Issue 17: War & Peace

Published January 2014

We all have our battles, our own wars to wage. War can consume a person, ensnarl one’s soul in bitterness and unforgiveness—but only if you let it.


“Shame on you.”

“You are a disgrace to the LGBT community.”


The judgment of House Representative Jo Jordan in light of her vote against the passage of SB 1, the bill that would legalize same-sex marriage, was swift and without reserve. After news of the openly gay representative’s treacherous stance went viral, thousands of comments spewed in from locals and those around the nation in the comments sections of articles and on Jordan’s Facebook page, the above a few of the tamer of remarks. Some compared Jordan to the KKK or Nazis; one likened her actions to the memory of being “doused in gasoline and set on fire as a tiny baby” and “tortured to death … under the auspices of the Roman Catholic Church and in Auschwitz.”

In the days that followed Jordan’s coming out against the bill, speculations of her motivations were made. “Was your fifteen minutes of fame worth it?” wrote one commenter on Facebook. Some accused her of being politically motivated, pandering to a religious or conservative voting public in hopes of reelection; others thought she had gone insane. Many called her a coward.

“I contemplated on standing up here today,” Jordan said in her testimony on the House floor two days after her public opposition of the bill, “because I stood up on Wednesday. See, three days ago, very few people knew me. And after I stood up on this floor on Wednesday and spoke … I became blasted. When you talk about body blows and coming with battle wounds and scars, anybody sitting or standing on this floor is not going to take what I’m going to take. … I have to be impeccable with my word, and I can’t go back now. I’m sorry to say with a heavy heart, it’s still in opposition.”

For weeks prior, the state had been divided, at war with each other and with ourselves. While many were entirely convinced, some were undecided. Christians wrestled with lifelong beliefs. At least one in the GLBT community was not convinced (though clearly, as evidenced by her introduction of HB 6, a measure relating to same-sex marriage, religious freedoms, and licensing, Jordan was not simply opposed to same-sex marriage).

Much of this issue, our War and Peace issue, developed as a direct response to the tensions that boiled over in the days leading up to SB 1’s passage, but there were other issues as well that brought on this squall of intense energy. In the last few months of 2013, thousands marched in the fight against GMO; hundreds protested against development of North Shore and Kaka‘ako; dozens cried foul in what they deemed a race-based acquittal of Christopher Deedy; one took a sledgehammer to homeless shopping carts.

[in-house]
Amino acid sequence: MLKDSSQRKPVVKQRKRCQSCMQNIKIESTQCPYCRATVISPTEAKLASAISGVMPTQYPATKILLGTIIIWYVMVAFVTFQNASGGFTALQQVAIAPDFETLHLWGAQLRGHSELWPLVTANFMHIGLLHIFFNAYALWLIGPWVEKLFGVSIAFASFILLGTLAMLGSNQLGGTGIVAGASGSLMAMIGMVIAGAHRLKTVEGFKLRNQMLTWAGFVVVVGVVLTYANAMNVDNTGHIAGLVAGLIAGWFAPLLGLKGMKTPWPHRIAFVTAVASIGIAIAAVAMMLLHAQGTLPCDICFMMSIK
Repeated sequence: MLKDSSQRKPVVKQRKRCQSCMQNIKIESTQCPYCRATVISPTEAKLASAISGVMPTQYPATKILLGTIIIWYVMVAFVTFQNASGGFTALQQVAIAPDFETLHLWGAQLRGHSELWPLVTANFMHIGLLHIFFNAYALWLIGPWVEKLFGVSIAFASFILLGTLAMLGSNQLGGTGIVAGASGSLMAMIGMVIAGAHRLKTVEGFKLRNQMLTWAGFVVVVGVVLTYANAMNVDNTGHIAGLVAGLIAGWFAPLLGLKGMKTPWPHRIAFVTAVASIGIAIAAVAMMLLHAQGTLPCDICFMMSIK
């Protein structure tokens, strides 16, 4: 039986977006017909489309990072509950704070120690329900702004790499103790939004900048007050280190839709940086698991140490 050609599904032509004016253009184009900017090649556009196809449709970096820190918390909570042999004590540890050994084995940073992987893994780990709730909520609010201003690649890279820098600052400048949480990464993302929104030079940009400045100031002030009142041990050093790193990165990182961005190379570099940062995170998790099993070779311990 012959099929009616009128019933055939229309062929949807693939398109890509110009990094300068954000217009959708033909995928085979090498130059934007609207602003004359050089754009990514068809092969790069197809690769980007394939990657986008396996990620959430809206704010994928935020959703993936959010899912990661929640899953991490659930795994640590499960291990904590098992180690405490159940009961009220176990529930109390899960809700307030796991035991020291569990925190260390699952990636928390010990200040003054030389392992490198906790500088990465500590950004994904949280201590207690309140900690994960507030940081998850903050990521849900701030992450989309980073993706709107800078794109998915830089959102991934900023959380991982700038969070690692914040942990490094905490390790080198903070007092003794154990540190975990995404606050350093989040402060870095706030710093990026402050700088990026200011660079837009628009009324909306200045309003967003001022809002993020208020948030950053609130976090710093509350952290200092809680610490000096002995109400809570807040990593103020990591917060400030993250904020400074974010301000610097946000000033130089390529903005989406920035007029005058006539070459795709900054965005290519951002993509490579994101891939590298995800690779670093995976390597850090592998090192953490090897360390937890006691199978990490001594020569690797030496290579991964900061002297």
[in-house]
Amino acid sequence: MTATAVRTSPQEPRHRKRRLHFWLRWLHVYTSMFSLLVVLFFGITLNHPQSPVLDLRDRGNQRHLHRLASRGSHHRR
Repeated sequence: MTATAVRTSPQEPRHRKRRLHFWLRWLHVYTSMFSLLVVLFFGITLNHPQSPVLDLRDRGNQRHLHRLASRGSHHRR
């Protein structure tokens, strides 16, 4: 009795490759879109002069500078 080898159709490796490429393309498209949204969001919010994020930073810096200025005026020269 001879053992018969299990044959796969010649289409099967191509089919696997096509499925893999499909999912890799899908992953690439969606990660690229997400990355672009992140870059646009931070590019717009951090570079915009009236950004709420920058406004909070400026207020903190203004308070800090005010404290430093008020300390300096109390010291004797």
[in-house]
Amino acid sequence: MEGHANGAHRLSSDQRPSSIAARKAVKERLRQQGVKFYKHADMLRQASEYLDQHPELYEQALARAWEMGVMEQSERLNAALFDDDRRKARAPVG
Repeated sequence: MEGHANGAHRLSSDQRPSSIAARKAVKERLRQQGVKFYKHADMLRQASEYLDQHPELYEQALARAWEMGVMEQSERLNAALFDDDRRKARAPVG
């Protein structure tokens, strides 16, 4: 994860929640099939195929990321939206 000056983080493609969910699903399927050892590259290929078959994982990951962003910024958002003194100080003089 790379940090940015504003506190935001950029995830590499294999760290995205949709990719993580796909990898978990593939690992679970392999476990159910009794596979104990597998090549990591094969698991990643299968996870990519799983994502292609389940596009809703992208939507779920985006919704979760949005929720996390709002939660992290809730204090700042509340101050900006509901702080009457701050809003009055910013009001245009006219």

I don’t know Jordan, and repeated requests for an interview went unanswered. As such, I can’t presume to know what prompted her decision, or what prompts anyone, for that matter, to fight for what he or she believes in. But there is something to be said of Jordan’s action, of standing by her word in the face of public ostracism, of a consideration of the community-at-large in sacrifice of her own personal freedoms. “It’s not given to people to judge what’s right or wrong,” Leo Tolstoy wrote in War and Peace. “People have eternally been mistaken and will be mistaken, and in nothing more than in what they consider right and wrong.” We all have our battles, our own wars to wage. “We must develop and maintain the capacity to forgive,” as Martin Luther King, Jr. put it so eloquently. “He who is devoid of the power to forgive is devoid of the power to love. There is some good in the worst of us and some evil in the best of us. When we discover this, we are less prone to hate our enemies.” War can consume a person, ensnarl one’s soul in bitterness and unforgiveness—but only if you let it.

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